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The GCC (1989-2002) engaged in a combination of publicity and efforts to lobby government in support of a certain viewpoint on the issues of global warming and environmental issues. For the most part they argued that there was no proof that human activity was a major cause of global warming, that the Kyoto accords were unfair to the United States, and that any effort to reduce the production of greenhouse gases other than responsible voluntary actions would be harmful to the economy of the United States.

The Global Climate Coalition began life in 1989 operating out of the offices of the National Association of Manufacturers. Many large corporations such as Exxon, Ford, Shell Oil, and General Motors were members.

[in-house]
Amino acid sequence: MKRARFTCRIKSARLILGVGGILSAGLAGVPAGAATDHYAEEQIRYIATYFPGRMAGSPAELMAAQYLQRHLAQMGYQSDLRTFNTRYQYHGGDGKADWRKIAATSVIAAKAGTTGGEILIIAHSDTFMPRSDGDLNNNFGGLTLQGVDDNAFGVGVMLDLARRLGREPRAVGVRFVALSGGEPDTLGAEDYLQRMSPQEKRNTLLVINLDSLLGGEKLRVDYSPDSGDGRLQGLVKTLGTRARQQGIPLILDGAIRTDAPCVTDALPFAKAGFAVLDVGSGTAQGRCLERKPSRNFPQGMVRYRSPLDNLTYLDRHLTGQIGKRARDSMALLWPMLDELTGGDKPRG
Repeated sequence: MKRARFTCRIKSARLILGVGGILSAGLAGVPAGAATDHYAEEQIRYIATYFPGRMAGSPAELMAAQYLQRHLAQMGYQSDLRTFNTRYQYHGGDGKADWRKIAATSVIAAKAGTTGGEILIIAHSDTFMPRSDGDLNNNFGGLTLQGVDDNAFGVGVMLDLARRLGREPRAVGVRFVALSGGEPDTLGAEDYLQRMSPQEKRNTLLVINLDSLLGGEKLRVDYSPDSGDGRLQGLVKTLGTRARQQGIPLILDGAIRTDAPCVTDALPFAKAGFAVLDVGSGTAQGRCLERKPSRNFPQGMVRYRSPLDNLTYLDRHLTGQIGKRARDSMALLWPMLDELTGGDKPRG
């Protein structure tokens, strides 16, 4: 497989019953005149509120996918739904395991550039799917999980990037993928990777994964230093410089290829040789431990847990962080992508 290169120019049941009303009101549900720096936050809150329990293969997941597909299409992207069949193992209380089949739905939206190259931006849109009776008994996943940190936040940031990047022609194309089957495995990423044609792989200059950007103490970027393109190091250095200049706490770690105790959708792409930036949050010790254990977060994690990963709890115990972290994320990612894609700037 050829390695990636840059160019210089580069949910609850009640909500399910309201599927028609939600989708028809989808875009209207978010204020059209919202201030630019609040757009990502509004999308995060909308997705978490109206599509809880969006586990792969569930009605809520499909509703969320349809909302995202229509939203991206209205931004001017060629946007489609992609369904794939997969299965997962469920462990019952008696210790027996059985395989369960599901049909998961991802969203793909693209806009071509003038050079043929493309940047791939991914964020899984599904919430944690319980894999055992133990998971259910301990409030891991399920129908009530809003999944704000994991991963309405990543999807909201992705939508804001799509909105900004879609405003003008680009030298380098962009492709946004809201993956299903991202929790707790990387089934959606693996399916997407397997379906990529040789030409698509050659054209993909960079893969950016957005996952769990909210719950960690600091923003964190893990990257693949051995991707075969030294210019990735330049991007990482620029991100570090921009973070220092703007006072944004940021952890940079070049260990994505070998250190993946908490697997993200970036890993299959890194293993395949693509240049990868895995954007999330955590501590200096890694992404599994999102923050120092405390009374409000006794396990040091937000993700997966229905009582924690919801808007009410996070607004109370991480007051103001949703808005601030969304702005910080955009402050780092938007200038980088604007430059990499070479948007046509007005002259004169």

By 1997, many large corporations had begun to withdraw from the GCC. According to the article on the GCC at http://www.prwatch.org/improp/gcc.html , BP/Amoco withdrew from GCC after BP's chairman admitted that "the time to consider the policy dimensions of climate change is not when the link between greenhouse gases and climate change is conclusively proven, but when the possibility cannot be discounted and is taken seriously by the society of which we are part. We in BP have reached that point." Many other corporations described their reasons for withdrawing in less detail.

In March 2000 the GCC reorganized to accept only trade organizations as members. In early 2002 the organization closed down. According to a site posted by the GCC itself at http://www.globalclimate.org/, "The Global Climate Coalition has been deactivated. The industry voice on climate change has served its purpose by contributing to a new national approach to global warming."

Sources: http://www.prwatch.org/improp/gcc.html


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